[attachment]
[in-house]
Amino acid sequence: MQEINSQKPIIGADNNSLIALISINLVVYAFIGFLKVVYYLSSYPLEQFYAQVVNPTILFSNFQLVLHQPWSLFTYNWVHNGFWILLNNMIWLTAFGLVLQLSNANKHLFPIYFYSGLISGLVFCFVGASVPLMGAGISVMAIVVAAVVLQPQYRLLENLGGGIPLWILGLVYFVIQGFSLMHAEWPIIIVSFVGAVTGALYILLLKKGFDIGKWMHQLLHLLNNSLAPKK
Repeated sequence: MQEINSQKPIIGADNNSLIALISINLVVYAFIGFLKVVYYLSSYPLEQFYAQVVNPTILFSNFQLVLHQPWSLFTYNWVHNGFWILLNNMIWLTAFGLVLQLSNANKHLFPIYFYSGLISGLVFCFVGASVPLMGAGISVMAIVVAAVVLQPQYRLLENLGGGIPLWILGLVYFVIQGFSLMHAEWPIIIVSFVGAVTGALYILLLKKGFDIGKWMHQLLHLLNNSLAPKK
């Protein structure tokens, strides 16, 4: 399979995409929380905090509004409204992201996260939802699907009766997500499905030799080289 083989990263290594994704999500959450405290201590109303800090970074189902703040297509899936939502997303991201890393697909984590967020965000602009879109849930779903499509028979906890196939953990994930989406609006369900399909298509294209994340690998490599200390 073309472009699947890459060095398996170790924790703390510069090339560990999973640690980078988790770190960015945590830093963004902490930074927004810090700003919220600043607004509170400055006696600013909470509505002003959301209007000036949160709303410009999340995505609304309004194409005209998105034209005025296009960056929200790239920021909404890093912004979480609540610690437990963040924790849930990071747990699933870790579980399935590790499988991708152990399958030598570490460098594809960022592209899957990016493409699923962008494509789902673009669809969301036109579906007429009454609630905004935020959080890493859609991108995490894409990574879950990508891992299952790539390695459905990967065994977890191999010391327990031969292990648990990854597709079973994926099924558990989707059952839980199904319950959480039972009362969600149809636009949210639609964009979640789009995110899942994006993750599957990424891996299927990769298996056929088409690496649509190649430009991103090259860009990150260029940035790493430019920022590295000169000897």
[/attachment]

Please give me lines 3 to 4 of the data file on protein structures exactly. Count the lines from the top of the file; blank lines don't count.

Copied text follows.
Repeated sequence: MQEINSQKPIIGADNNSLIALISINLVVYAFIGFLKVVYYLSSYPLEQFYAQVVNPTILFSNFQLVLHQPWSLFTYNWVHNGFWILLNNMIWLTAFGLVLQLSNANKHLFPIYFYSGLISGLVFCFVGASVPLMGAGISVMAIVVAAVVLQPQYRLLENLGGGIPLWILGLVYFVIQGFSLMHAEWPIIIVSFVGAVTGALYILLLKKGFDIGKWMHQLLHLLNNSLAPKK
């Protein structure tokens, strides 16, 4: 399979995409929380905090509004409204992201996260939802699907009766997500499905030799080289 083989990263290594994704999500959450405290201590109303800090970074189902703040297509899936939502997303991201890393697909984590967020965000602009879109849930779903499509028979906890196939953990994930989406609006369900399909298509294209994340690998490599200390 073309472009699947890459060095398996170790924790703390510069090339560990999973640690980078988790770190960015945590830093963004902490930074927004810090700003919220600043607004509170400055006696600013909470509505002003959301209007000036949160709303410009999340995505609304309004194409005209998105034209005025296009960056929200790239920021909404890093912004979480609540610690437990963040924790849930990071747990699933870790579980399935590790499988991708152990399958030598570490460098594809960022592209899957990016493409699923962008494509789902673009669809969301036109579906007429009454609630905004935020959080890493859609991108995490894409990574879950990508891992299952790539390695459905990967065994977890191999010391327990031969292990648990990854597709079973994926099924558990989707059952839980199904319950959480039972009362969600149809636009949210639609964009979640789009995110899942994006993750599957990424891996299927990769298996056929088409690496649509190649430009991103090259860009990150260029940035790493430019920022590295000169000897």